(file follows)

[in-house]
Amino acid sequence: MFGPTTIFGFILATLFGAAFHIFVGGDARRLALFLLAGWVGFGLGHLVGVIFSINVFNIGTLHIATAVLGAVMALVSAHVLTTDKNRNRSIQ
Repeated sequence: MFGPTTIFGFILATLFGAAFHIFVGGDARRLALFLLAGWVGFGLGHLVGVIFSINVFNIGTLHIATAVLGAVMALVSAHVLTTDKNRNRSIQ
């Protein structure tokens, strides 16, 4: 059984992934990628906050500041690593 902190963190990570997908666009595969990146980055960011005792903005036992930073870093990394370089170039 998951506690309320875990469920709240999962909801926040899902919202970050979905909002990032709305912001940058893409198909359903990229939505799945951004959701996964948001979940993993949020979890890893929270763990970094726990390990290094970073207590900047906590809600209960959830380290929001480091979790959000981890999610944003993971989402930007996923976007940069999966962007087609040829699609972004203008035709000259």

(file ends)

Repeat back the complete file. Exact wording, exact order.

[in-house]
Amino acid sequence: MFGPTTIFGFILATLFGAAFHIFVGGDARRLALFLLAGWVGFGLGHLVGVIFSINVFNIGTLHIATAVLGAVMALVSAHVLTTDKNRNRSIQ
Repeated sequence: MFGPTTIFGFILATLFGAAFHIFVGGDARRLALFLLAGWVGFGLGHLVGVIFSINVFNIGTLHIATAVLGAVMALVSAHVLTTDKNRNRSIQ
């Protein structure tokens, strides 16, 4: 059984992934990628906050500041690593 902190963190990570997908666009595969990146980055960011005792903005036992930073870093990394370089170039 998951506690309320875990469920709240999962909801926040899902919202970050979905909002990032709305912001940058893409198909359903990229939505799945951004959701996964948001979940993993949020979890890893929270763990970094726990390990290094970073207590900047906590809600209960959830380290929001480091979790959000981890999610944003993971989402930007996923976007940069999966962007087609040829699609972004203008035709000259």